A key issue that was found in the Points.com system involved easily being able to find details like customer rewards account numbers, addresses, phone numbers, email addresses, and partial credit card numbers. The researchers came across a manipulation in the system which would allow them to move around from one part of the Points API system to another, which gave them access to this information.
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A few vulnerability issues have been found with Points.com (CyberGuy.com)
Although there was a limit in place for how much information a person could receive at one time, the researchers pointed out that a hacker could certainly look up a specific person’s information and retain it without issue. Plus, there was another issue found that would allow a hacker to take a person’s last name and rewards number, which would then let them take over customer accounts and transfer miles or other rewards points to themselves.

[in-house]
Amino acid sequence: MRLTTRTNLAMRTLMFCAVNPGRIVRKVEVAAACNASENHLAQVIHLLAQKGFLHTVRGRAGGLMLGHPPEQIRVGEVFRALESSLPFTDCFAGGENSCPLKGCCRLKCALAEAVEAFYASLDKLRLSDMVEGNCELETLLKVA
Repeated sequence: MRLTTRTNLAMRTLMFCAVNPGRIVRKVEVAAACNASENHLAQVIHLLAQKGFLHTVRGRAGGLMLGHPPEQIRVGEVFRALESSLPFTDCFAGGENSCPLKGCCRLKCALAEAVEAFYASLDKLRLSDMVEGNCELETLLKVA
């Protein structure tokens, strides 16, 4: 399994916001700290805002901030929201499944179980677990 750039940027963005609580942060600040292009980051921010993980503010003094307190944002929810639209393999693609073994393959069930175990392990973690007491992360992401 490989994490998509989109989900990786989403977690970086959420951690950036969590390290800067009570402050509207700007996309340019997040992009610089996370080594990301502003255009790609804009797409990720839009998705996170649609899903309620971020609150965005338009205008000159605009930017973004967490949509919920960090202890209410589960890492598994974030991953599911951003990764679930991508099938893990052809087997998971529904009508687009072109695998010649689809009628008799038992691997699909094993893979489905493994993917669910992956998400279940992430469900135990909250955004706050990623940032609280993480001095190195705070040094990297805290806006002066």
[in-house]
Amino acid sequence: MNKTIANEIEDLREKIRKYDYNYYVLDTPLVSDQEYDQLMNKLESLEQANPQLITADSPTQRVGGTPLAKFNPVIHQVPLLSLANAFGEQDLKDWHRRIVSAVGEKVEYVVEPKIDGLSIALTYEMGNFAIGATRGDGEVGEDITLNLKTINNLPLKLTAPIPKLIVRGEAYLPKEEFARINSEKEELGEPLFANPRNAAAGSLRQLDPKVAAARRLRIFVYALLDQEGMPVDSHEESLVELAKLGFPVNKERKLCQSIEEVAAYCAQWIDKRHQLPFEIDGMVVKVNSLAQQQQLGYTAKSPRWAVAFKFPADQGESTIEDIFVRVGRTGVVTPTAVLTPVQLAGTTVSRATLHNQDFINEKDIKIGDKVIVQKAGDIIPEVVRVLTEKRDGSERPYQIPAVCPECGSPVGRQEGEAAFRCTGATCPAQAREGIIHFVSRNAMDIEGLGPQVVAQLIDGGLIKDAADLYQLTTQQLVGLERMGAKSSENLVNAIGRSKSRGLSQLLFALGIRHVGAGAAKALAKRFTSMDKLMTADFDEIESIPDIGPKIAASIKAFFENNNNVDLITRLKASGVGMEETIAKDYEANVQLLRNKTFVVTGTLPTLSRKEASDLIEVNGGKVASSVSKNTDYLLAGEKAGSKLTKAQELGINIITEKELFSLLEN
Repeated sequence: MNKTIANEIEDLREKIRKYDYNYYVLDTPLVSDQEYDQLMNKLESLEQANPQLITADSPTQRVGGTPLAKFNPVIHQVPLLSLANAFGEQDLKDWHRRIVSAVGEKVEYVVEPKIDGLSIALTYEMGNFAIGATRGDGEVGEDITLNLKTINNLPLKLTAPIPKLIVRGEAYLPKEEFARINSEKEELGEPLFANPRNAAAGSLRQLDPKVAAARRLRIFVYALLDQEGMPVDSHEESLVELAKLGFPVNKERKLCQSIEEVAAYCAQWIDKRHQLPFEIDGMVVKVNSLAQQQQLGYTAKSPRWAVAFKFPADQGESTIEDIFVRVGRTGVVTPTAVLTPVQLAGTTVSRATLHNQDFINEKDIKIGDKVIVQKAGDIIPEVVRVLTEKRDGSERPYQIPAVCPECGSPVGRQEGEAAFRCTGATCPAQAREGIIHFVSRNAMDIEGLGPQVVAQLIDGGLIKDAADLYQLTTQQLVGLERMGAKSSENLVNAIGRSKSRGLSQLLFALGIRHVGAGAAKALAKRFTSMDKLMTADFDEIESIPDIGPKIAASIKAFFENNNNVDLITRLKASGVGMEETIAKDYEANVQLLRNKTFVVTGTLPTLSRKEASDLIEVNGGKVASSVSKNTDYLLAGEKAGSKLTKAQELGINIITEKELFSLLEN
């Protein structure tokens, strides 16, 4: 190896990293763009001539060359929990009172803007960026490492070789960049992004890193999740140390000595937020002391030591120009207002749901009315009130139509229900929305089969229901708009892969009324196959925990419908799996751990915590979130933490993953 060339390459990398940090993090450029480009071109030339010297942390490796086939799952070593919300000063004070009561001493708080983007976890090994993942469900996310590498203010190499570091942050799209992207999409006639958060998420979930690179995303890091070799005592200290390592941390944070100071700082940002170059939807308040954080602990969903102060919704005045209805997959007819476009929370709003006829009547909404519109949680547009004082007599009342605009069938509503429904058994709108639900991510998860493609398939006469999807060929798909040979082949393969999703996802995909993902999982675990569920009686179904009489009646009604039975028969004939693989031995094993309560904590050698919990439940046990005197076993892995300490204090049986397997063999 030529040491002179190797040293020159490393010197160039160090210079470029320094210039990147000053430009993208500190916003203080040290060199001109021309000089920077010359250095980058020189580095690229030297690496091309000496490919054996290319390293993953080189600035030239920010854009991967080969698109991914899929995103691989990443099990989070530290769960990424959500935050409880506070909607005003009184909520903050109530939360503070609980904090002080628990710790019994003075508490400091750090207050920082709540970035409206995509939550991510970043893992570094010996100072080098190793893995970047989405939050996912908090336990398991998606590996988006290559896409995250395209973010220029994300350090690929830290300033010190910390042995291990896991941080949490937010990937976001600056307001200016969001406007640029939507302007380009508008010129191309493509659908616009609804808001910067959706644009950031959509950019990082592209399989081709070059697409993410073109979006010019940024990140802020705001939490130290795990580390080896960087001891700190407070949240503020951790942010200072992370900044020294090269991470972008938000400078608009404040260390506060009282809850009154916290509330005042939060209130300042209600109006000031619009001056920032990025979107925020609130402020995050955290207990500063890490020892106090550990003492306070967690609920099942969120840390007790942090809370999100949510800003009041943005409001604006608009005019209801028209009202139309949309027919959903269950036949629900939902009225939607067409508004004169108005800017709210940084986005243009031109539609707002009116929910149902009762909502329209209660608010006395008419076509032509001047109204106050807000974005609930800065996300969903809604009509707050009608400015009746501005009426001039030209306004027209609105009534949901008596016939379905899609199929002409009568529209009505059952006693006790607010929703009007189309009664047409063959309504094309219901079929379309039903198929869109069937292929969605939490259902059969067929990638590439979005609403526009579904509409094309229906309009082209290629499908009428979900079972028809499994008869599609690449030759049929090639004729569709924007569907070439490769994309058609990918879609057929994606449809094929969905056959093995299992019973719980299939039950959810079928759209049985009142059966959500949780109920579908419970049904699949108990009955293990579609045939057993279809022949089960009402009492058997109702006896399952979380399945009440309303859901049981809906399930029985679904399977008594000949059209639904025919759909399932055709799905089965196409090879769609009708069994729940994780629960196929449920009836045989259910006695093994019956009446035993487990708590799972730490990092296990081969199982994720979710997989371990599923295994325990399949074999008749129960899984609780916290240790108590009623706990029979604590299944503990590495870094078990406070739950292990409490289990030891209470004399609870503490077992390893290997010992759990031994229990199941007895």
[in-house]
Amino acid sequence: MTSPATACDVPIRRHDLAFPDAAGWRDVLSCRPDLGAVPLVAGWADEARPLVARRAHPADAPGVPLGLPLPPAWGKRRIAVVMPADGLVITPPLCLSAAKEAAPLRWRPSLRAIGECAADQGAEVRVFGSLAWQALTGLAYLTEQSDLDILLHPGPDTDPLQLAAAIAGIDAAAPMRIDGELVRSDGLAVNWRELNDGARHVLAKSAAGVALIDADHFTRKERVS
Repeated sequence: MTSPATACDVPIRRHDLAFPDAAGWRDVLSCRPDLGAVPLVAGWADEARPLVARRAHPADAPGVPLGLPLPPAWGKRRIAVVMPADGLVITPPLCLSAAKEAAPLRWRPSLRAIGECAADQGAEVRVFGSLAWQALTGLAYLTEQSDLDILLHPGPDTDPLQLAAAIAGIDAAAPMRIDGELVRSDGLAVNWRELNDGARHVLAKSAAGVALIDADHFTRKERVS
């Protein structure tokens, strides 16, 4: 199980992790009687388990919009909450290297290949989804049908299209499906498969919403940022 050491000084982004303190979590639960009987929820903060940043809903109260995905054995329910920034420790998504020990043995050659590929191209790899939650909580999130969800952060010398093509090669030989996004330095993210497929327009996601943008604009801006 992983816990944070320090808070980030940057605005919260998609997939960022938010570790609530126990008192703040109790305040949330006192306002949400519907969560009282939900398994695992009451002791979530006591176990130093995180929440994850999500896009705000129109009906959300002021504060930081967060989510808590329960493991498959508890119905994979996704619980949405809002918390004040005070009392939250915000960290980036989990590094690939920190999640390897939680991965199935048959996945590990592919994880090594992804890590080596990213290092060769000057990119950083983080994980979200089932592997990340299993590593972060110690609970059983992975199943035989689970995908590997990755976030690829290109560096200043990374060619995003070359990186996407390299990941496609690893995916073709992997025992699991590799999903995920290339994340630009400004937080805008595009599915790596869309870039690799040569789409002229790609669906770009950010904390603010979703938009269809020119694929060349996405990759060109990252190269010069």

For Virgin Red, the researchers found leaked authentication keys that could have allowed an attacker to access the Points.com data for Virgin Atlantic and modify accounts, such as adding or removing points or changing other settings.
For United MileagePlus, the researchers found a vulnerability in the Points.com global administration website in which an encrypted cookie assigned to each user had been encrypted with an easily guessable secret-the word “secret” itself. This could have allowed an attacker to execute malicious code on the website and potentially compromise the entire Points platform.
Points.com has since fixed those vulnerabilities related to Virgin Red and United MileagePlus.